Election year petro-politics: Obama, Iran and the Saudis

Special to WorldTribune.com

By Brian M. Downing, FreePressers.com

A few months ago, Saudi Arabia lowered oil production and attributed
it to excess world supply.

Oil experts saw this as odd because Libyan and Syria production were way down and Nigerian production was thought in jeopardy from bombing incidents. Some thought the long awaited “twilight in the desert” might be nigh, with old fields that went online back in the forties nearing exhaustion.
Others said that once-promising offshore fields were pumping out crude with exceptionally high sulfur content that most countries don’t want.

Neither is true. In recent days Saudi Arabia announced increased oil
production – much to the relief of struggling world economies and
frustrated motorists. Saudi Arabia is playing petro-politics: using
its influence on the world price of oil to send messages.

Sometimes the messages are blunt and portentous, as with the embargo during the 1973 Arab-Israeli war when King Faisal punished the U.S. for supporting Israel. But there are other, less well known cases and we may be amid one or two of them today.

Saudi Arabia long disliked the Soviet Union for its atheism and
efforts to stifle Islam in the Muslim republics along the southern
periphery. The Soviet invasion of Afghanistan in 1979 greatly angered
Riyadh. It matched U.S. funds to the mujahideen fighting the Soviets
and helped recruit Arab fighters for the holy war in Central Asia.
By the mid-eighties, the war was stalemated. The U.S. and Saudi Arabia
came upon an approach that would devastate the already stumbling
Soviet economy by driving down the price of oil.

Saudi Arabia and other Gulf states increased their output and the price of oil dropped
fifty percent after 1985. Soviet export revenue fell sharply, though
aging infrastructure in the Soviet Union played a role as well.
The decision to withdraw from Afghanistan did not stem from Saudi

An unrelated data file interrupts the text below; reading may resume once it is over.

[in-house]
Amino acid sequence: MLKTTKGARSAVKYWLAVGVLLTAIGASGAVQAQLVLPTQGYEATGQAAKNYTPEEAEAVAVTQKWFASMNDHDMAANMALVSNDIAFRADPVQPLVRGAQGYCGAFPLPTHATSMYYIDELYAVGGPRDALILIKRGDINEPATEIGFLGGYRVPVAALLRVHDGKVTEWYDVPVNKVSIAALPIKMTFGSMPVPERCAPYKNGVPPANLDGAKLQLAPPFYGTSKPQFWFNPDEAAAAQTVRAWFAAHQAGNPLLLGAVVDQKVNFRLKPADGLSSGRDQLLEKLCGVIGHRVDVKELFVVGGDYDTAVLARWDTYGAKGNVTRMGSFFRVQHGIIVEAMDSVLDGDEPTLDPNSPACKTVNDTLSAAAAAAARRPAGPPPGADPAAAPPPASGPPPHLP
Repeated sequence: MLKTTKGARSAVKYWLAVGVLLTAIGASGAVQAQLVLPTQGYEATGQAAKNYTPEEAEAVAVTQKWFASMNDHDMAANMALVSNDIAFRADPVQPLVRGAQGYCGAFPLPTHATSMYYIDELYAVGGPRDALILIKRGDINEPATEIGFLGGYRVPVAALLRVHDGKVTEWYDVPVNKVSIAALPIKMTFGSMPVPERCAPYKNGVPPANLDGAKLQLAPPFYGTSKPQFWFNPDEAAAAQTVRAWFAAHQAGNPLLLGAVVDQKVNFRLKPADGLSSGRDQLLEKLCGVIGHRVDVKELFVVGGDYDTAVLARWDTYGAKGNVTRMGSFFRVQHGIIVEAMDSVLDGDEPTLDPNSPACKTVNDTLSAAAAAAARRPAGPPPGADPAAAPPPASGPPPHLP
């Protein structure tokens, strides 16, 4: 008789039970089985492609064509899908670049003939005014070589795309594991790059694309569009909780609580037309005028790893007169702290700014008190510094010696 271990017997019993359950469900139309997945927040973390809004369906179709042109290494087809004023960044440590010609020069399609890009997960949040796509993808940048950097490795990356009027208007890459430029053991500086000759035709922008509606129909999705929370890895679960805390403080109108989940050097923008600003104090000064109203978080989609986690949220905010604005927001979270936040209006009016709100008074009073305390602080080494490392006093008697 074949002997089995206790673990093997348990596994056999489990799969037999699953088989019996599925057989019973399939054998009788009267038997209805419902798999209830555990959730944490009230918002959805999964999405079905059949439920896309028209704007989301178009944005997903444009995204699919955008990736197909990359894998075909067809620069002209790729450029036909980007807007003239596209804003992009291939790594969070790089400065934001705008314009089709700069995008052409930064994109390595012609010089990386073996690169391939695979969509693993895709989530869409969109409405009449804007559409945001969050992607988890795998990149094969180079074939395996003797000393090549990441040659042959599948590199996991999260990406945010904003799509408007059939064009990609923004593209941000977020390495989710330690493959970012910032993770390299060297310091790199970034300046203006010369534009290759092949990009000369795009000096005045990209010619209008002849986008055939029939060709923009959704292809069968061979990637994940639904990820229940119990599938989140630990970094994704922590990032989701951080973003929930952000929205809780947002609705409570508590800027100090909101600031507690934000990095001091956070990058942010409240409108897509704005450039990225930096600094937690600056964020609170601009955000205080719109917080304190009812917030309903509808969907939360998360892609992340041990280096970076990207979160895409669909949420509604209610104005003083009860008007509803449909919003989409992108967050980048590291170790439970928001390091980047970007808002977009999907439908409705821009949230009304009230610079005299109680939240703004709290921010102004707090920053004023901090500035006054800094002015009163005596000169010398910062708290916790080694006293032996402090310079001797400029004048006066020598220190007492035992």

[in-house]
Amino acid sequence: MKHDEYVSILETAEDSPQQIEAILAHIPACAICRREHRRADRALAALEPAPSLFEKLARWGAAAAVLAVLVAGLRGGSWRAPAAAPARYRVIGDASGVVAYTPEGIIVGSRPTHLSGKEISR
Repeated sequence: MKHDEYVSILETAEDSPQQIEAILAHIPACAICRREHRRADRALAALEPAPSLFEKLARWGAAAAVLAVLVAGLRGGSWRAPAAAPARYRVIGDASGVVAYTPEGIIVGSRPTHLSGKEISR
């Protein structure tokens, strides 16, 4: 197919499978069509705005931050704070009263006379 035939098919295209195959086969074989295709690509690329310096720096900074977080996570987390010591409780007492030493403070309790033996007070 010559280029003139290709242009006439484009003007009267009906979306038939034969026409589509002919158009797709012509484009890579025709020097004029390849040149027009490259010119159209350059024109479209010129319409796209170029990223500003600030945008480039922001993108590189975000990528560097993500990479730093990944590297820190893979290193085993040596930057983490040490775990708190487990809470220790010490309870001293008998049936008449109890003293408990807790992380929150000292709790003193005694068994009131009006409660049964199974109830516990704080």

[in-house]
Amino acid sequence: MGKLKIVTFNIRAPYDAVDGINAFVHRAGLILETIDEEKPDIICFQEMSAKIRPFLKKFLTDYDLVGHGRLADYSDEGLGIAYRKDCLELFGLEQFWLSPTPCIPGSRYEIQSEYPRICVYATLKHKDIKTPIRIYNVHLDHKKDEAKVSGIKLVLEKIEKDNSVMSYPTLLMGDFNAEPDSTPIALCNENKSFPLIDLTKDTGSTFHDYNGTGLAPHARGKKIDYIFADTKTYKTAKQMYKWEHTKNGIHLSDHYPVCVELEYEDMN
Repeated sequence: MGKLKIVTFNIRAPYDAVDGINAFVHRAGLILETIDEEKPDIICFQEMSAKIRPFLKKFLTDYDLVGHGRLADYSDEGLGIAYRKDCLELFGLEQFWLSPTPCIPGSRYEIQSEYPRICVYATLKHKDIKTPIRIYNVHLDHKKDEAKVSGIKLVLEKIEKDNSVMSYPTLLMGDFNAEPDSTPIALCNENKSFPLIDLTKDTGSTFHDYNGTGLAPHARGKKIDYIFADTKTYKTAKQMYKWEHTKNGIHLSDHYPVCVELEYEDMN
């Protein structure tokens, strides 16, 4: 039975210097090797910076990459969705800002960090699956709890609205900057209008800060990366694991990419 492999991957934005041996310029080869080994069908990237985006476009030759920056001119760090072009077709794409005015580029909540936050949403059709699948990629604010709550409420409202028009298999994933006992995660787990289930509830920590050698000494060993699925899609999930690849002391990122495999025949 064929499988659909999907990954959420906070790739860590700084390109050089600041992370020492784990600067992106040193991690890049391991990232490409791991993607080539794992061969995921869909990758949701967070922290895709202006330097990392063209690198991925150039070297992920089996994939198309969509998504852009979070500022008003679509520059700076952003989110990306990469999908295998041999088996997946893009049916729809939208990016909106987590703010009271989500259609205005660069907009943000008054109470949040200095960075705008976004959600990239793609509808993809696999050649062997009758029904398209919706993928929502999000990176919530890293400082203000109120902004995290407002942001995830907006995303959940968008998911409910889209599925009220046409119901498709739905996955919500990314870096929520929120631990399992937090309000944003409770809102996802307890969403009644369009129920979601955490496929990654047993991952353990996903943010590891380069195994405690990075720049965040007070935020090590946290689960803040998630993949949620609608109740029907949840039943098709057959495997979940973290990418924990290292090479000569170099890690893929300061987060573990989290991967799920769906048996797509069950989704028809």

petro-politics, but the Soviet economy did not recover from the export
revenue loss.

Fast forward to early 2012. The Saudis reduced oil production, citing
a non-existent glut. Talk of Israeli or U.S. attacks on Iran worry
capitals and commodity exchanges. Crude prices rise on world markets,
as do gasoline prices at the pump. As prices inched up, another
statistic went down. It was not on any exchange or market but it’s
closely watched nonetheless Many polls showed that Americans blamed
President Obama for gasoline prices and his popularity suffered for

Riyadh at the time was dismayed by Washington’s lack of action on the
Iranian nuclear program and was signalling both its frustration over
inaction and its ability to damage the president’s chances for
reelection in November. After a flurry of diplomacy and threats from
several capitals, the Obama administration stated its “red line” of
Iranian weapons production. If Iran goes beyond uranium enrichment
and tries to build an actual bomb, U.S. airstrikes will ensue.

Saudi Arabia wanted more, but in any case the U.S. drew a line and promised
action. Most polls show the president with only a small lead over his
GOP rival and all players know that petro-politics can be played
again, just before the November elections.

The paradox of Saudi Arabia’s recent cut in oil production is that the
attendant price rise brings higher revenue to all oil producers,
including its mortal Iranian enemy. This of course somewhat counters
the impact of the sanctions gradually coming down on Iran. Saudi
Arabia’s recent boost in production ends this boon to its foe across
the Gulf.

Falling world prices will hit Iran just as demand for its oil is
slumping from sanctions. Its exports are in decline and the
price-per-barrel now is as well. With the EU scheduled to reduce its
Iranian imports in July, Iran’s export revenues are on the brink of
sharp, late-Soviet-style decline.

Iran is thought to be sending cash infusions to its Syrian ally, which
is beset by popular unrest, an emerging car-bombing campaign, and
harsh sanctions. Falling export revenue may force Tehran to reduce
its subsidies to the Assad regime or impose even more privations on
its grumbling public. Saudi Arabia would dearly love to see the
pro-Iran Syrian government fall. It is supporting armed groups inside
the country and is now using petro-politics.

Iran is fighting back on world markets. Its oil ministry announced
this week that it would steadily increase oil production. Lower
prices will hurt Saudi Arabia and its Gulf allies and it will do so at
a time when those Sunni powers are trying to stave off public demand
for reform by subsidizing more social programs and construction

Consumers will be pleased as the Gulf conflict takes the form of a
price war that eases the cost of filling up. There is of course no
assurance that the conflict will remain an economic one and not
degenerate into armed conflict.

Brian M. Downing is a political/military analyst and author of The Military Revolution and Political Change and The Paths of Glory: War and Social Change in America from the Great War to Vietnam. He can be reached at [email protected].